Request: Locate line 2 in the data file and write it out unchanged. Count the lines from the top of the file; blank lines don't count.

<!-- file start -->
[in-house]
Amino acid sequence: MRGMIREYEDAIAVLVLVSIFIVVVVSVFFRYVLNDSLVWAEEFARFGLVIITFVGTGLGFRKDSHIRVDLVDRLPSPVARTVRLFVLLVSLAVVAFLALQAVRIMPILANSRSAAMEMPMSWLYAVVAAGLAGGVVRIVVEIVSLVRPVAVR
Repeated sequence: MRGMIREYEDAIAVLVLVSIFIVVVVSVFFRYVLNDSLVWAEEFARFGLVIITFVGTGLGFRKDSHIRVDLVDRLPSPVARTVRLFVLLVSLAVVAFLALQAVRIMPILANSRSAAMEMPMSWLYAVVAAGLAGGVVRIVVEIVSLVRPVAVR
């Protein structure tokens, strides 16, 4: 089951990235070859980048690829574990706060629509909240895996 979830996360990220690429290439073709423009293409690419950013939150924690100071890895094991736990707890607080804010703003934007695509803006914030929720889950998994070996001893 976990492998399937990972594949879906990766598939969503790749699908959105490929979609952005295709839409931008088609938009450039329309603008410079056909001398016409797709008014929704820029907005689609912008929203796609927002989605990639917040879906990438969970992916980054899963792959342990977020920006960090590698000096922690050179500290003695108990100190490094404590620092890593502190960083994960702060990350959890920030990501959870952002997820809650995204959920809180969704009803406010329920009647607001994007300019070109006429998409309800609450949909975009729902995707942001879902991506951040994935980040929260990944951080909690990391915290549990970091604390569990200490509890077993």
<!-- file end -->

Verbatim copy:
Amino acid sequence: MRGMIREYEDAIAVLVLVSIFIVVVVSVFFRYVLNDSLVWAEEFARFGLVIITFVGTGLGFRKDSHIRVDLVDRLPSPVARTVRLFVLLVSLAVVAFLALQAVRIMPILANSRSAAMEMPMSWLYAVVAAGLAGGVVRIVVEIVSLVRPVAVR